October 13, 2013 at The Broad Stage, Lillian Barbeito, co-artistic director of the successful LA-based contemporary dance company BODYTRAFFIC, had her final on-stage performance.
Gratefully, she was able to make this decision on her own accord, and with optimism and grace, after a 22-year long performing career.
I first met Lillian Barbeito, co-artistic director of the successful LA-based contemporary dance company BODYTRAFFIC, in 2008 while I was working at CalArts. She was hosting Nina Wollny who was teaching a Countertechnique master class for our dance students. Since then, my path with BODYTRAFFIC has crossed many more times. Several weeks ago, I received a voicemail from Lillian inviting me to the company’s show at The Broad Stage. She mentioned the particular relevance of the show – it was to be her final dance performance. She was retiring from the stage! I knew I had to talk to her further and share her story with you all. She faced what all dancers have to face at some point in their careers – the final show. No matter what end of the spectrum you are on – whether you’ve had to face this already, are staring at it in the eyes as you read this, or have hopefully another 15-20 years before you ever have to contemplate this reality – each of us have a tie in to this subject.
Lillian and I met near Loyola Marymount University, on her break from her full teaching load there. Over lunch we discussed her recent changes, her hopes for the road ahead, and the path that shaped her into the artist and teacher she is.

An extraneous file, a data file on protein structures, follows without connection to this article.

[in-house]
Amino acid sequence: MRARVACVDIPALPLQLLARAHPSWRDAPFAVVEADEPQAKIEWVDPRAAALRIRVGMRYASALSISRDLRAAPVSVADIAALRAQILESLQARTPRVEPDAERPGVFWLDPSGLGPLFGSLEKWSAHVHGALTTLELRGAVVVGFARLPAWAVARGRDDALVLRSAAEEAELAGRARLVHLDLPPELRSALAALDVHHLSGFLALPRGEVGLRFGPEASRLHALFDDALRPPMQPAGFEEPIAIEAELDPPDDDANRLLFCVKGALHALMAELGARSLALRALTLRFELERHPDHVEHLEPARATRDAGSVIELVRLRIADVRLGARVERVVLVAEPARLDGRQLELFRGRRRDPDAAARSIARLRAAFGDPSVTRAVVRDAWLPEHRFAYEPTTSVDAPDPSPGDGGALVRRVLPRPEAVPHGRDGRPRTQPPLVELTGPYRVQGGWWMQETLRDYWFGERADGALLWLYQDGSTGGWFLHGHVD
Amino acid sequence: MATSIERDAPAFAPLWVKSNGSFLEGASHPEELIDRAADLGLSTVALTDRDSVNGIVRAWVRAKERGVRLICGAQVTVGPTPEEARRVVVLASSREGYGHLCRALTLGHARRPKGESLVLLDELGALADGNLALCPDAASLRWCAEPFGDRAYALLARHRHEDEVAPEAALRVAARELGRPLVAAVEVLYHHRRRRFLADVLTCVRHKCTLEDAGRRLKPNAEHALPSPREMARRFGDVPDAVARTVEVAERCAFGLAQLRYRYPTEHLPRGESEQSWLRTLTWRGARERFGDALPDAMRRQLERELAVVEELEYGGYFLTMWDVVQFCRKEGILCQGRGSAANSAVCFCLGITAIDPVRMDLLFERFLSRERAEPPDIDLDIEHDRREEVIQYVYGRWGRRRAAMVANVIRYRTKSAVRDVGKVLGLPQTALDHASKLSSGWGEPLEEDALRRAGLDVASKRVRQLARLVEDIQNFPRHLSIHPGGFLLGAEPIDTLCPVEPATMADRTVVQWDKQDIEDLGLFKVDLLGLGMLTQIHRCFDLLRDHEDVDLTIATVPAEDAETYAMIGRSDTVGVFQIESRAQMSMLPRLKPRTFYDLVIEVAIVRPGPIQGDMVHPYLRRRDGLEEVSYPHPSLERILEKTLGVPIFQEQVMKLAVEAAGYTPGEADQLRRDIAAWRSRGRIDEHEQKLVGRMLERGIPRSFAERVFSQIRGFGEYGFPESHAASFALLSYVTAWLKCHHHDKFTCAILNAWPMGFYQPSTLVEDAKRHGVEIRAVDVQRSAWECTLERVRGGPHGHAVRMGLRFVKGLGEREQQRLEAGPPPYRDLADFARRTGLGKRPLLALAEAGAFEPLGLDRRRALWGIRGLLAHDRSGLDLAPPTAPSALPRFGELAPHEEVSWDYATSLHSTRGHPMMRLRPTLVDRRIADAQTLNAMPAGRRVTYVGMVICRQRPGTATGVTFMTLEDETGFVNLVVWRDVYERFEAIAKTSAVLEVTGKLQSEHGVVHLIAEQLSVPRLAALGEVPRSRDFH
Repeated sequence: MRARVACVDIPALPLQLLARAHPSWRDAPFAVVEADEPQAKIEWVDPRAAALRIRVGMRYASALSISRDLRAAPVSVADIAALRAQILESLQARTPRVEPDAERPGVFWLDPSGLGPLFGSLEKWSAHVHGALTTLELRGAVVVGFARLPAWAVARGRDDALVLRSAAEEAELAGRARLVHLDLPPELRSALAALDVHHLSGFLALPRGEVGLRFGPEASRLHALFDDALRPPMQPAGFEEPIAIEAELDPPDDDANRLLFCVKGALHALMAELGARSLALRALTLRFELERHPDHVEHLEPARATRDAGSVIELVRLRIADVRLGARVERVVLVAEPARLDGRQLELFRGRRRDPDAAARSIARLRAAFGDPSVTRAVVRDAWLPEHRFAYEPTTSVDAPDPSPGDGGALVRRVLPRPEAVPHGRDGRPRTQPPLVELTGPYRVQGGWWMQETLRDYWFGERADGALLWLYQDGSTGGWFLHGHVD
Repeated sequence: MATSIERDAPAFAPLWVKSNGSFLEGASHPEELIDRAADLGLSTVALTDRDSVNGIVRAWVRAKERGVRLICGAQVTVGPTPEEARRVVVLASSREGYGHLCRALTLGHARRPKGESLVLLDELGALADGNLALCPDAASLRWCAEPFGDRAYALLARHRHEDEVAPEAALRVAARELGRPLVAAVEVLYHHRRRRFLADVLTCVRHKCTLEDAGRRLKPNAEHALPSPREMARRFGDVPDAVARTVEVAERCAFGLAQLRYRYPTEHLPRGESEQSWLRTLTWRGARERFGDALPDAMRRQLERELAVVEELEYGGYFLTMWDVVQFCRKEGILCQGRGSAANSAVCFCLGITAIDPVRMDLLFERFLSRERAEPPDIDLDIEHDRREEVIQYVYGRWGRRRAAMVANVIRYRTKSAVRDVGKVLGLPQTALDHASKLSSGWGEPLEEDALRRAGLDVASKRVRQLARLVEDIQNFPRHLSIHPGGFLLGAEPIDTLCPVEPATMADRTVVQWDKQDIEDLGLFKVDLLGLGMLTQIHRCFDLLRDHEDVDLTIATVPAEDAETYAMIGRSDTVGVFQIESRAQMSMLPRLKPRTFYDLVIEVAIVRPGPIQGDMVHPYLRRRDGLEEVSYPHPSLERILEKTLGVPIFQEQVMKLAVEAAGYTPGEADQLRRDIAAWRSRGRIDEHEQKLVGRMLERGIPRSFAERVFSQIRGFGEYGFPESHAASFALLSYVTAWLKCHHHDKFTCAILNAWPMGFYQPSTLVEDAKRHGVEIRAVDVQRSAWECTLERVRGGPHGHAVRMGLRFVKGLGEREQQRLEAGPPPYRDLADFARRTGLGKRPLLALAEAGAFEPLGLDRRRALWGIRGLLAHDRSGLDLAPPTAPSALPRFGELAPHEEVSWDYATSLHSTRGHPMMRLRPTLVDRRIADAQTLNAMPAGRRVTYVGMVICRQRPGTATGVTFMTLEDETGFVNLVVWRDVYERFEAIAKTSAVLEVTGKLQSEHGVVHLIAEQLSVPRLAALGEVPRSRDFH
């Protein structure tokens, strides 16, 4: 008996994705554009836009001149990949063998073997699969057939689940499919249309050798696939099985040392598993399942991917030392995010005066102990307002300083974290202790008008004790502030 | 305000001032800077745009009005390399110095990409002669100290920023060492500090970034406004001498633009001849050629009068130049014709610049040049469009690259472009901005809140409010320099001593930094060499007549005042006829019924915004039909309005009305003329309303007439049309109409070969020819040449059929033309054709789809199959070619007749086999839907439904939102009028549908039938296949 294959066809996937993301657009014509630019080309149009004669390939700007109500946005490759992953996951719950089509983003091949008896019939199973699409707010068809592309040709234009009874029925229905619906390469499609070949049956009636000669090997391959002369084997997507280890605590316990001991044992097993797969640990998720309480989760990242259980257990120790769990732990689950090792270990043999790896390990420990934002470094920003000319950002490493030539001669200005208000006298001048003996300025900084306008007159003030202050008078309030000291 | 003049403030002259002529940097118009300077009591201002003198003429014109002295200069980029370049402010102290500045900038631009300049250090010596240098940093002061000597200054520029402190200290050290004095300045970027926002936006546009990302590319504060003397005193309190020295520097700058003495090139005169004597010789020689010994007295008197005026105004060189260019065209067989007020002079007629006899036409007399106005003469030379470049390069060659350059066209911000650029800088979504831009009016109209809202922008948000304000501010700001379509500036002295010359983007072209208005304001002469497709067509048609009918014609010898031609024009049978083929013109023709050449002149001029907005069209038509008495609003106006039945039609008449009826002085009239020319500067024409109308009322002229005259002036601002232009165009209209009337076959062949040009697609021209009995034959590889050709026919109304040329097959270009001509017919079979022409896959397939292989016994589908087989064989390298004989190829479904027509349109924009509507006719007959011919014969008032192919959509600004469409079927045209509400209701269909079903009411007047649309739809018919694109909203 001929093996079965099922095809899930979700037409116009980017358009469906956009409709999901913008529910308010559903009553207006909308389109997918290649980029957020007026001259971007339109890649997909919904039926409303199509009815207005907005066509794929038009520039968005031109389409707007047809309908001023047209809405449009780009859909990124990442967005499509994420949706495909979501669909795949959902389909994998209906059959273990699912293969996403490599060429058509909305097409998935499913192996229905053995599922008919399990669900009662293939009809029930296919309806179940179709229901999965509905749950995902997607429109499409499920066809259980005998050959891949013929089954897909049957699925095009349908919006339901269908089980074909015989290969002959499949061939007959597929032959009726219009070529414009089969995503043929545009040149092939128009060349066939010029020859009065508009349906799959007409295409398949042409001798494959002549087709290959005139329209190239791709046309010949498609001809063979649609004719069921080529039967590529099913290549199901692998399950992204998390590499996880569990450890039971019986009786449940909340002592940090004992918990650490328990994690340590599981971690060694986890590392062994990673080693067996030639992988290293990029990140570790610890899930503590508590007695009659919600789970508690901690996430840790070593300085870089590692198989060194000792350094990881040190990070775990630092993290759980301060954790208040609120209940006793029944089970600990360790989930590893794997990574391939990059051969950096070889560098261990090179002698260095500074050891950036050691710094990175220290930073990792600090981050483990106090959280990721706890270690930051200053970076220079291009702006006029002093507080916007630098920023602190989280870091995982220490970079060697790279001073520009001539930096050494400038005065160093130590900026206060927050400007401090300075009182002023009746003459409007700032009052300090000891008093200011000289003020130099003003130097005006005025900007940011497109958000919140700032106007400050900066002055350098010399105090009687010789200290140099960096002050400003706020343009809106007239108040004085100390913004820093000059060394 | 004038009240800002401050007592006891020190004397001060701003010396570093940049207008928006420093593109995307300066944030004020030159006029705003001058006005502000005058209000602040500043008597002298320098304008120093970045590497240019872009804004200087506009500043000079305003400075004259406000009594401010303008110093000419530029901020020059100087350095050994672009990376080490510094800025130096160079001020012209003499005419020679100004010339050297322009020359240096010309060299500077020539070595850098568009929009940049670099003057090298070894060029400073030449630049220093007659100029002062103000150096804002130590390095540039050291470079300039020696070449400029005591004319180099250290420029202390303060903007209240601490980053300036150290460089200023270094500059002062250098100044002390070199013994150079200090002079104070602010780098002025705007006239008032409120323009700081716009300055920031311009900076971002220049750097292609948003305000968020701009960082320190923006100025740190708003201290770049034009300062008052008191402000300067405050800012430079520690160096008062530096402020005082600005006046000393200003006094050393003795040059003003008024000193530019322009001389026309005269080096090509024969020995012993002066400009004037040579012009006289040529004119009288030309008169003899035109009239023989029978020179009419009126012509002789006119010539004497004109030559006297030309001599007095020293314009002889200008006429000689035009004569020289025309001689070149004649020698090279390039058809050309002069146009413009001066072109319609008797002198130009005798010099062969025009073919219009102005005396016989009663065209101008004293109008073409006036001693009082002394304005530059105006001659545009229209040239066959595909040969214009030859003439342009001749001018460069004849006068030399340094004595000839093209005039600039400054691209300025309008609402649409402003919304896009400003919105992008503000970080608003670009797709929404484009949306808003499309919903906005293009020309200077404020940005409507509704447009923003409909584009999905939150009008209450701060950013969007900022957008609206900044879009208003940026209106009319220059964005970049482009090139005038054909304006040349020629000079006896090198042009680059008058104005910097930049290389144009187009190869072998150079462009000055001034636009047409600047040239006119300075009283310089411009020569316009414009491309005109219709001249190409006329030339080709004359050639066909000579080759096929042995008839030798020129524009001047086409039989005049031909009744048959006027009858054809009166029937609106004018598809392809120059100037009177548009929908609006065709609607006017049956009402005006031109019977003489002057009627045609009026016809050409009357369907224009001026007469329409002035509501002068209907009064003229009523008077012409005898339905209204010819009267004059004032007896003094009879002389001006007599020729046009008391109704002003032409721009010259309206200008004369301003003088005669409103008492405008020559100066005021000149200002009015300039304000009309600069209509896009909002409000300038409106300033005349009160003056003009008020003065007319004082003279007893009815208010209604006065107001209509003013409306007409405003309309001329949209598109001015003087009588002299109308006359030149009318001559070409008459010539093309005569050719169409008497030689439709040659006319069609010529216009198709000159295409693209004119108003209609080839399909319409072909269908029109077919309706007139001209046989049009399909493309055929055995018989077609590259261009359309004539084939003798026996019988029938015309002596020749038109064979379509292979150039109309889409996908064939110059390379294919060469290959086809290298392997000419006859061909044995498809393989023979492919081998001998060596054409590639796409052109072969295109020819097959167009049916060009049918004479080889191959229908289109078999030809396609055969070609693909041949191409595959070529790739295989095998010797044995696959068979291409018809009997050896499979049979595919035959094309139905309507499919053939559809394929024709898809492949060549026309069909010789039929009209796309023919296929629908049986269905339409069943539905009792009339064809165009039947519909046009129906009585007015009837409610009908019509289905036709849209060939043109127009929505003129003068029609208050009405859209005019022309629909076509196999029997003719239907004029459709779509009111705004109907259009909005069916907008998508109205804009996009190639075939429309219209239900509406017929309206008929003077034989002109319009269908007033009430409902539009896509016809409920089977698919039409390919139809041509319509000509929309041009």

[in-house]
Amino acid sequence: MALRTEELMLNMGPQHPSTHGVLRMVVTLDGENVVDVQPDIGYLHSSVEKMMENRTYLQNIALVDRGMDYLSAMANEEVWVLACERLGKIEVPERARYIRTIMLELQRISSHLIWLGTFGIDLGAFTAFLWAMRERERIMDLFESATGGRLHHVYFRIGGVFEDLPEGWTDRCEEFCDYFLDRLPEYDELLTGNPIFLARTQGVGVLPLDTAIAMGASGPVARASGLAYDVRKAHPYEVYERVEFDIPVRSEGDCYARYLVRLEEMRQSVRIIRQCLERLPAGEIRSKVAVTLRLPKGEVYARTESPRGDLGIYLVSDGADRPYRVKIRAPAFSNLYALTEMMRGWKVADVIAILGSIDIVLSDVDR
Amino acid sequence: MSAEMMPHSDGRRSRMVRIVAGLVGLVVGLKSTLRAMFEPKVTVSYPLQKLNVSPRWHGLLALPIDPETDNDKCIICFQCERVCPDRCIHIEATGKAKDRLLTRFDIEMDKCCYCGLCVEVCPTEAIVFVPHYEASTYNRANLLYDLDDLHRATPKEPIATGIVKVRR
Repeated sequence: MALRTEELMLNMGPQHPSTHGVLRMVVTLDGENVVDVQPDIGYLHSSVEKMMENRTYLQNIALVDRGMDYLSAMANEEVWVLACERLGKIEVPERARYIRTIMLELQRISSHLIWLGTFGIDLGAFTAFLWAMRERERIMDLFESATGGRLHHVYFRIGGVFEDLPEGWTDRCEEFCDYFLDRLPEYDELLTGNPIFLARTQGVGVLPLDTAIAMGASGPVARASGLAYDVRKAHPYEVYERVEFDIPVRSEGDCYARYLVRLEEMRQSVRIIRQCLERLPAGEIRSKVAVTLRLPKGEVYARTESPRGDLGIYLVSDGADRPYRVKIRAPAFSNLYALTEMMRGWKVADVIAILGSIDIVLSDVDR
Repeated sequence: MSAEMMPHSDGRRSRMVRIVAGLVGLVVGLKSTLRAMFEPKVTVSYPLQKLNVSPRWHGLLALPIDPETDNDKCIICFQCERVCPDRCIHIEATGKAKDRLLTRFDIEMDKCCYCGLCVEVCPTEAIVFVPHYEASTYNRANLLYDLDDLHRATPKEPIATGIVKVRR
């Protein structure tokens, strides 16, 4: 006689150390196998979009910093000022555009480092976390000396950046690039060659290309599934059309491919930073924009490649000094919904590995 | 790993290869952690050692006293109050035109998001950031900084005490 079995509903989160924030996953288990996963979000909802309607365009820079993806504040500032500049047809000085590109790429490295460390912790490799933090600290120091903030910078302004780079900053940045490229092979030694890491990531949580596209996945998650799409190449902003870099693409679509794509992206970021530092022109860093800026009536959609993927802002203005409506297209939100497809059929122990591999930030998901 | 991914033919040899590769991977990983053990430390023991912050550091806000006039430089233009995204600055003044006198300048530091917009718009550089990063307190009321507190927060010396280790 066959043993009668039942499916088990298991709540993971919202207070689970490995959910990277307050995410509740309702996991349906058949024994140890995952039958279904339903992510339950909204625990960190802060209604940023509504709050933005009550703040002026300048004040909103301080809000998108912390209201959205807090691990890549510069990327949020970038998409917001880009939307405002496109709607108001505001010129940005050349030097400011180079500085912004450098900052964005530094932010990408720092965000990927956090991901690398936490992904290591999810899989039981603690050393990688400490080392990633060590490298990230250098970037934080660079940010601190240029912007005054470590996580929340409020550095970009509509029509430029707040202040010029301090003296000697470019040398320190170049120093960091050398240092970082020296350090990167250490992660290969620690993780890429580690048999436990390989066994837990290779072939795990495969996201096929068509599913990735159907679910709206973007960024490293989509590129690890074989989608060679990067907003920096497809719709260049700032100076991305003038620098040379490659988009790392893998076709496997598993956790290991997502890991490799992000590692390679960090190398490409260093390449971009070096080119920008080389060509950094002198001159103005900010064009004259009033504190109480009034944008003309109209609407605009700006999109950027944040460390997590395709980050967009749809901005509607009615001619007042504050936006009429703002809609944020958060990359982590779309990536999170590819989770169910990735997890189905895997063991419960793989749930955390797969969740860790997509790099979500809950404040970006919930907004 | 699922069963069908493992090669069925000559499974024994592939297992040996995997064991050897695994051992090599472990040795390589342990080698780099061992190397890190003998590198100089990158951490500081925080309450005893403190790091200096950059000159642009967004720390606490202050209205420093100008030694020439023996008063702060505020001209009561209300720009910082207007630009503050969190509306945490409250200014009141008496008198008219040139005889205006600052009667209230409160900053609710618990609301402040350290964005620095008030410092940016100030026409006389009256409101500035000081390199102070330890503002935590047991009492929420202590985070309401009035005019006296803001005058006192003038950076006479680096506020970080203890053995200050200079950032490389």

This October 13 was the grand finale of her 22-year long performance career, which started off in New Mexico. After graduating from The Julliard School in 1998, she stayed in New York (after a small stay in Europe) to live out her dream of dancing professionally. By night she would work the vast restaurant circuit as a hostess, so her days could be available for auditions and training. She worked mostly as a freelance dancer, working gig-to-gig and biding the time in between with nighttime eatery work. For her first few years, she booked gigs but still had unmet goals and auditions that didn’t land. She lends that experience to her own feelings of dissatisfaction due to conditioned thinking about what “qualified” as successful. We agreed that all of us have a preexisting notion of what it means to be thriving. Maybe this seed gets planted from a mentor or a famous role model we want to emulate. But these expectations may keep us from identifying our true victories or never feeling happy despite all of our hard work. Lillian shared that once she figured out that the key lie within herself, and became thrilled with the process of dancing, she felt more balanced and at ease with herself and her artistry. As a “whole person,” she was more attractive to choreographers and audiences and that’s when her performance career really took off.
Lillian’s move in 2001 to Los Angeles with her husband brought her to an unfamiliar performance landscape. With the help of a colleague she interviewed and landed a teaching position in the World Arts and Cultures program at UCLA. Since her days as an undergrad she would teach classes at the local studio on her trips back home while on break. She always knew she wanted to be a dance teacher thanks to the influential role her dance instructors always had on her, in addition to her parents. Teaching at the college level introduced her to the challenge of teaching through a syllabus, which is a different teaching environment from professional classes or studio classes. She loved the puzzle of developing a course outline and relaying information over a period of time versus packing everything into a master class. As her roots grew in Los Angeles, she also began teaching at Loyola Marymount University.